Unless one whole side opens, how you gonna get a chicken out that evades capture? How about cleaning?

    Go for a coop. Every structure I have either built or purchased since has been a square or rectangular, four walled coop.
  7. jenesis536

    jenesis536 Songster

    Oct 3, 2010
    We built a chicken tractor that sits in one place because it is too heavy and cumbersome to move. We have it adjacent a pen and on the other side of the pen is our stationary 2nd coop.
  8. AuntieE

    AuntieE Chirping

    Mar 11, 2011
    Philipsburg, PA
    Thanks so much for all the input. I think the coop with a run will be the best option for us. DH hasn't been super excited about getting chickens, but he sees their good points, and is finally on board with the idea. Last night he asked me why I decided we needed chickens- why couldn't I just take up knitting or something? lol. Next step is getting it OK'd by the church board- hubby's a pastor and we live in the parsonage, so just need to make sure they don't mind us putting chickens in the yard. They're pretty laid-back, though, so it's more just a formality. Hopefully I'll be placing an order for chicks next week! [​IMG]

    Thanks again,
  9. patandchickens

    patandchickens Flock Mistress

    Apr 20, 2007
    Ontario, Canada
    Quote:I think that in your situation you would VERY STRONGLY be best off with a fixed coop (you can always *add* a day-tractor moveable pen for summertime use if you want).


    1) the only kind of tractor you can build for 6-8 hens will be pretty cramped for them, thus not so nice for them AND much more difficult to manage your air quality in wintertime than would be for a fixed-position permanent coop.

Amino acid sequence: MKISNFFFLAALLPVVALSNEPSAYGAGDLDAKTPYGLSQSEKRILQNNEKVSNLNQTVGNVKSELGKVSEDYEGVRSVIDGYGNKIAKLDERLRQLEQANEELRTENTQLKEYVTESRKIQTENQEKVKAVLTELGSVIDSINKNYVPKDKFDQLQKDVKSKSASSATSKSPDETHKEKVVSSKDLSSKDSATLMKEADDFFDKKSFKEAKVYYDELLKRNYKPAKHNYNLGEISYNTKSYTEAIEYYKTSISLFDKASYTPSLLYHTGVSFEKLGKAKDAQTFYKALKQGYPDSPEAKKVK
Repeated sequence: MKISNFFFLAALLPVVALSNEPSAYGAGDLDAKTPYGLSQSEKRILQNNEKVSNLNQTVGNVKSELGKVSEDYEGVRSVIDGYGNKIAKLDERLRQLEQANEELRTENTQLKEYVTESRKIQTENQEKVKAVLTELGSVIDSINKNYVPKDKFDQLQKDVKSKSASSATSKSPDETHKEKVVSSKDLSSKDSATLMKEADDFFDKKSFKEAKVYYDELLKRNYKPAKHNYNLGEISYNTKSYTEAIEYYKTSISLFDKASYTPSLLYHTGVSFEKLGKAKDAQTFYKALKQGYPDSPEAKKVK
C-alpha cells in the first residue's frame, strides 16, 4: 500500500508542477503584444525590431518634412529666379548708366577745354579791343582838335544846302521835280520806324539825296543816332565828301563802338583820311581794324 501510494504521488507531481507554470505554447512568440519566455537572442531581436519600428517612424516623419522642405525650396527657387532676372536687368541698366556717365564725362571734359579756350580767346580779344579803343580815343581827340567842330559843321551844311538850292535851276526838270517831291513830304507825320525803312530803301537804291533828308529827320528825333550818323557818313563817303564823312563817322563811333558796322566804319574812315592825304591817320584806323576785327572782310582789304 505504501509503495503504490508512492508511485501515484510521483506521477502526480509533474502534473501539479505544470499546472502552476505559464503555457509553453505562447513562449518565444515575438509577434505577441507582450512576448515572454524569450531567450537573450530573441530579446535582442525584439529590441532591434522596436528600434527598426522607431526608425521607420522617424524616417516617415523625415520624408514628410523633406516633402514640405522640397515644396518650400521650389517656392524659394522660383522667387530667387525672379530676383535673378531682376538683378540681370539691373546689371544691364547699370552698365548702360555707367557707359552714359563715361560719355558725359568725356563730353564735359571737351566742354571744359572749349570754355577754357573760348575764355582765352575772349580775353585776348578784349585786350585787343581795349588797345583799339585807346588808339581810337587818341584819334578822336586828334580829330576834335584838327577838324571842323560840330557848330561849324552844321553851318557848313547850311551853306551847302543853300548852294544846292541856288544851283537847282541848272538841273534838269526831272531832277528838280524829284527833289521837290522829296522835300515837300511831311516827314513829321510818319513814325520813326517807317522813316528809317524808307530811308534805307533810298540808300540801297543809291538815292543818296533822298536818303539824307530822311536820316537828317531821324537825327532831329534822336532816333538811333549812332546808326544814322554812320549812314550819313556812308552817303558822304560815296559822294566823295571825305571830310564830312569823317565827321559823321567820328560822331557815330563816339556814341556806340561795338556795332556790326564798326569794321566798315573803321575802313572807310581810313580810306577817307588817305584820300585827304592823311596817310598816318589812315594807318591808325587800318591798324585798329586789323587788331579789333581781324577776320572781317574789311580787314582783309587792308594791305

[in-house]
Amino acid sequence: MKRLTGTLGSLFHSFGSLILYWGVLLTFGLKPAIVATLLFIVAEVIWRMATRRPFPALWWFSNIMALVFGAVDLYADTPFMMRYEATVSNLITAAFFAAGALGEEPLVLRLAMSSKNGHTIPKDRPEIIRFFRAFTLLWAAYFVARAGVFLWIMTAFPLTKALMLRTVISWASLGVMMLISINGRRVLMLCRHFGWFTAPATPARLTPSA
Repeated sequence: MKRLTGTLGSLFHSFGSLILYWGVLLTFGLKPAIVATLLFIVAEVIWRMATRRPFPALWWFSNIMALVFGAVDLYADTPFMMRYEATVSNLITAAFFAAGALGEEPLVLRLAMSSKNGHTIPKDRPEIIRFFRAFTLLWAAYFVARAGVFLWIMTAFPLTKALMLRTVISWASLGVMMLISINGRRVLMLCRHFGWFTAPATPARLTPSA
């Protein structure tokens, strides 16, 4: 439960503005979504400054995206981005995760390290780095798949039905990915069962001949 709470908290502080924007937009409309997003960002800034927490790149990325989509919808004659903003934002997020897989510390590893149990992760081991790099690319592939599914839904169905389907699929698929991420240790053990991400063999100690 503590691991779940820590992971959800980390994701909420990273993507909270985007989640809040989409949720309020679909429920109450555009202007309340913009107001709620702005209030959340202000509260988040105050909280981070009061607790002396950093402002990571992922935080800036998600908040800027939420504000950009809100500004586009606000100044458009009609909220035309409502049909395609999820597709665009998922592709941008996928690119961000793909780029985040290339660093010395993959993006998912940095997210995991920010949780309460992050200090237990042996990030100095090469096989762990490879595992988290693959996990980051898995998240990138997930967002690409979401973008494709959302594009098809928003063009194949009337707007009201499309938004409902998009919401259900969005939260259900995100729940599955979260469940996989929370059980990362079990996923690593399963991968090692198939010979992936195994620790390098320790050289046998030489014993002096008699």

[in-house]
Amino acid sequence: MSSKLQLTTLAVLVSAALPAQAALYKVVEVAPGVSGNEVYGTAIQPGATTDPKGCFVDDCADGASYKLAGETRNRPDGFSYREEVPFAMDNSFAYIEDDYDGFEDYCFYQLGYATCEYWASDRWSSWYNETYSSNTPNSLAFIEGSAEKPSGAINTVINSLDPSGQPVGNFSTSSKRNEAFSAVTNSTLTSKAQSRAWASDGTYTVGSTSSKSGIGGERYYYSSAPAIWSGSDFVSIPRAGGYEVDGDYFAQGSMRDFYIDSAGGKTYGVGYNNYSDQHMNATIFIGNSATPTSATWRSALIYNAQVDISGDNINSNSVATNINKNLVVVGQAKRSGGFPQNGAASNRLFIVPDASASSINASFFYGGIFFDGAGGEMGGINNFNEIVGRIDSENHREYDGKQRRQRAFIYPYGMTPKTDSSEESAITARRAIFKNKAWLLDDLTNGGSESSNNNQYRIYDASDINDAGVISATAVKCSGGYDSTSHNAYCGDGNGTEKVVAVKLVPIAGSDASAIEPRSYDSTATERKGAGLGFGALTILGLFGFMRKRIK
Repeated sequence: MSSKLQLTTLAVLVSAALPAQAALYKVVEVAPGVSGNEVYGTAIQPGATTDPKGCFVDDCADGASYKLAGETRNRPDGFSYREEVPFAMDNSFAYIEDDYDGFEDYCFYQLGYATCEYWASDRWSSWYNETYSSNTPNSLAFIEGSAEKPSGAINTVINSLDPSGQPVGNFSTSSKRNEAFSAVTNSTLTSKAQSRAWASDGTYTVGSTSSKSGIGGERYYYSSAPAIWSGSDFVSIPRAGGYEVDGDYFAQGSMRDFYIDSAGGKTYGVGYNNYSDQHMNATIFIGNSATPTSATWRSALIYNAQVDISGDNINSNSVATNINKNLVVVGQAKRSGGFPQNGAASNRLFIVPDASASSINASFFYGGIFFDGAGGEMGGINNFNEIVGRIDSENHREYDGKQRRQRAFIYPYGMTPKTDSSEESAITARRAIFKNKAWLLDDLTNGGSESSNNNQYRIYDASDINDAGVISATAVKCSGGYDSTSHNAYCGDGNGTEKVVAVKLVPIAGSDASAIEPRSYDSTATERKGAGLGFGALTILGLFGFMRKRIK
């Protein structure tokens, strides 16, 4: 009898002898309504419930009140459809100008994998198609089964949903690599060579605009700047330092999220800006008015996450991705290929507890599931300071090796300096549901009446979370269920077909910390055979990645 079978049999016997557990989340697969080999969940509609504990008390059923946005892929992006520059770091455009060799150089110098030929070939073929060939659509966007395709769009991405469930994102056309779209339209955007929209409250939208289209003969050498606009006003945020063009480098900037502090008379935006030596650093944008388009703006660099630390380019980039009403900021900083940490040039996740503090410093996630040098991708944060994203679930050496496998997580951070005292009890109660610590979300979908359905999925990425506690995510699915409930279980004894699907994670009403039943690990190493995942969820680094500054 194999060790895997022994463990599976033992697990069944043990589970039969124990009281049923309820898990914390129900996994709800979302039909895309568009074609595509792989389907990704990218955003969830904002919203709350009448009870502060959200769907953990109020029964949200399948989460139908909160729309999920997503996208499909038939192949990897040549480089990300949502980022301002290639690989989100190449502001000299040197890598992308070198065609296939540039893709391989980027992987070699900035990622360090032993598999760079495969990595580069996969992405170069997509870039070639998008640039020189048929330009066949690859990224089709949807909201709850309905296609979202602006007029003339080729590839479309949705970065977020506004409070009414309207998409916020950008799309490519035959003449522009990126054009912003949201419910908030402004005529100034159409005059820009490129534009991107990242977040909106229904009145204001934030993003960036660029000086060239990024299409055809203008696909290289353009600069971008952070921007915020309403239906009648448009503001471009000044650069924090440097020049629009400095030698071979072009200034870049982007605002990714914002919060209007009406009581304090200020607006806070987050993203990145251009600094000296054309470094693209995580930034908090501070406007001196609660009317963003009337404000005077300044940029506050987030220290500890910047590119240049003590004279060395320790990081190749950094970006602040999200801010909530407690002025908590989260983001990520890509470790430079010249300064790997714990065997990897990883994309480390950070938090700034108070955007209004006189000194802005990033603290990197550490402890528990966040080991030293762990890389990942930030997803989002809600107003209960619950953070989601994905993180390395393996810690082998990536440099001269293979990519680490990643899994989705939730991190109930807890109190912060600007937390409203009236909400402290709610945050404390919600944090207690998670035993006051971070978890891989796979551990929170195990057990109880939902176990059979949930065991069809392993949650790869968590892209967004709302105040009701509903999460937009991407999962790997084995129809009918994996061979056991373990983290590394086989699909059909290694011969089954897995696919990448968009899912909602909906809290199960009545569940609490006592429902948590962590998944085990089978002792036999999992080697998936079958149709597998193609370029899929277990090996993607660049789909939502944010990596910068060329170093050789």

2) your tractor will BECOME a fixed coop for at least 4 months per year ANYhow (quite likely longer, if you have early fall snow dumps and/or muddy springtime conditions).

    3) it is a lot easier to seriously predatorproof a fixed coop than a tractor.

    4) yes, tractors do leave a trail of "chickened" rectangles across your yard. How bad they are depends on how often you move the tractor and what your turf/soil/climate are like; but I can tell you that my original 4x7-footprint tractor with 3 hens, when moved daily, would leave about a week and a half's worth of pretty obvious thrashed area behind it, before the grass grew back.

    5) yes, it will leave a trail of poo all over your yard too, and in many conditions the poo can persist for weeks.

    There are certainly some good things about tractors, but *for your situation* I think that you would be really much more satisfied with a permanent coop, perhaps with a lightly-built 'day tractor' to get them out on some grass sometimes if you want. You can also bring the grass to THEM -- safe garden weedings and kitchen scraps can keep chickens quite well entertained if you put them in the run [​IMG]

    Good luck, have fun,

  10. elmo

    elmo Crowing

    May 23, 2009
    Wow! The big girls can really dig up the turf! I have 9 bantams that I put in a day tractor during the spring, summer and fall. There's no way they could do that kind of damage to the grass in only a couple of days. It took them several weeks to get rid of all the grass in their stationary runs.